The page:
Summertime, for most people, is a time to relax and enjoy the weather. For the Memphis Tigers men’s basketball team, it’s running suicides, lugging medicine balls through the sand and preparing for their first season in the newly named AAC, formerly the Big East.
It is also a time when the newcomers quickly realize that they are no longer in high school. After reeling in one of the top recruiting classes in the country, head coach Josh Pastner is getting an up-close and personal look at his freshmen for the first time, and one in particular is already making big first impressions.
6-foot-8, 193-pound Memphis native, Austin Nichols, who was rated a five-star recruit coming out of Briarcrest Christian High School by Rivals.com, is already displaying what made him such a highly touted recruit. In Pastner’s four years at the helm of the Memphis program, he has had some some freakishly athletic play makers, but never has he had a low-post player with the skills and basketball IQ of a Nichols.
Thus far through summer workouts, Nichols has impressed coaches and teammates with his ability to quickly pick up on set plays and post moves around the basket.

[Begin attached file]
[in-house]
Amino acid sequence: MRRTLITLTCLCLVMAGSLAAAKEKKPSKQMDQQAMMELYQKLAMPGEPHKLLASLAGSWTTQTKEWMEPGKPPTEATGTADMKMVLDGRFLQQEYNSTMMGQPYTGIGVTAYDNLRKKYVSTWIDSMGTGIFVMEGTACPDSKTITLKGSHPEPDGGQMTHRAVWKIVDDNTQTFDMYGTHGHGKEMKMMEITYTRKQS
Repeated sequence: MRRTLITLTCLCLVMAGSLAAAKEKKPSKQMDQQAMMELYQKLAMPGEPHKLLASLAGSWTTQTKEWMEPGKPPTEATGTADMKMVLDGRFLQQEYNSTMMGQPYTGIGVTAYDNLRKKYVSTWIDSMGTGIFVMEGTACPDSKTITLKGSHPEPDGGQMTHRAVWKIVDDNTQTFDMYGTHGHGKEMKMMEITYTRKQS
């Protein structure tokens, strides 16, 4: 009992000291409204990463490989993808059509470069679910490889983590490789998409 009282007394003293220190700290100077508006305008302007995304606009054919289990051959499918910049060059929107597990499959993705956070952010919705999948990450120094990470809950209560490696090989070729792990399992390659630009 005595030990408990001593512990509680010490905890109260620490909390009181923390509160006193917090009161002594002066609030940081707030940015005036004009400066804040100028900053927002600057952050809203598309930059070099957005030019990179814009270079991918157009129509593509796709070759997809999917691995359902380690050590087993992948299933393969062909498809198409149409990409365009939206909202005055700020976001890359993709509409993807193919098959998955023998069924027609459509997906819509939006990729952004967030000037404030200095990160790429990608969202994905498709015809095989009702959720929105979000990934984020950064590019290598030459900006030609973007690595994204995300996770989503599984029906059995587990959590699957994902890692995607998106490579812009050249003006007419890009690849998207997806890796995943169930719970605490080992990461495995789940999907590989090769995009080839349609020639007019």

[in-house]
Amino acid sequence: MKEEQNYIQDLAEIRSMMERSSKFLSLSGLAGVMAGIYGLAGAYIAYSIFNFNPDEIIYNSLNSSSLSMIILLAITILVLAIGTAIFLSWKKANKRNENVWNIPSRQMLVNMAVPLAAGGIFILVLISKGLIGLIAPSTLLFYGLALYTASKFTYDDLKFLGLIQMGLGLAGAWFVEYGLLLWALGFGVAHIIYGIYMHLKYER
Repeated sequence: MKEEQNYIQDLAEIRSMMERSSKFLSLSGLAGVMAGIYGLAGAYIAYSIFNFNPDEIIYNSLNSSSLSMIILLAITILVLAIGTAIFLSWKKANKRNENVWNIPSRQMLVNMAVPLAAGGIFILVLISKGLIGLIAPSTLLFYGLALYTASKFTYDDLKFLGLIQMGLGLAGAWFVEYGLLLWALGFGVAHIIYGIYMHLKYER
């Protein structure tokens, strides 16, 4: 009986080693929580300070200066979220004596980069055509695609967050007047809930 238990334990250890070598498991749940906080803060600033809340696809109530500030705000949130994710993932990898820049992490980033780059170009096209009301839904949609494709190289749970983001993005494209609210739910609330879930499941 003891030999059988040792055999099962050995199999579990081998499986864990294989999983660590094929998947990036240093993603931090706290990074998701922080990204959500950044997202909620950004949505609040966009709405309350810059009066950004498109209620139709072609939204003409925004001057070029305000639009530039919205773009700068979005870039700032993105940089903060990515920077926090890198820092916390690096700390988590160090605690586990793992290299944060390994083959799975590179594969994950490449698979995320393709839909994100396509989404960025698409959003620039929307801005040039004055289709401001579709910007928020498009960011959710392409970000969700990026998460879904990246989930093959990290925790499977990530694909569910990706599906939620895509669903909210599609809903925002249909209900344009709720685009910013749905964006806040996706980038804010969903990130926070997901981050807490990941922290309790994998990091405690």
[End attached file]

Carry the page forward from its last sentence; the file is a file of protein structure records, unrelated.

Recently-hired assistant Robert Kirby has been working with the post players, barking instructions and teaching the players fundamental footwork and moves essential to succeeding at the college level. Most freshman have trouble at first picking up on these things and translating them to the next play, but Nichols has been an exception.
While Kirby has had to reiterate his instructions to other players, even guys like forward Shaq Goodwin who already has a year under his belt, Nichols has shown his ability to learn on the fly by picking up moves and applying them on the very next play in practice — no reiteration needed.
Even more surprising has been his competitiveness and ability to bang down low with guys bigger than him. Despite needing to add weight and muscle, he has held his own against much bigger teammates like Goodwin and senior George Washington transfer David Pellom, using his finesse and smarts to get to the basket and throw it down.
Still a long ways off from a finished product, Nichols has already set himself apart from the other five freshman signed in the 2013 recruiting class. Coaches like when a player takes what he has learned and applies it in practice, scrimmages and games, and Nichols is doing just that.
It is still too early to tell what Pastner has in mind as far as a starting lineup is concerned, but one thing is becoming very clear: it is going to be hard not to throw Nichols into the fire when it comes time to suit up for the first game of the season.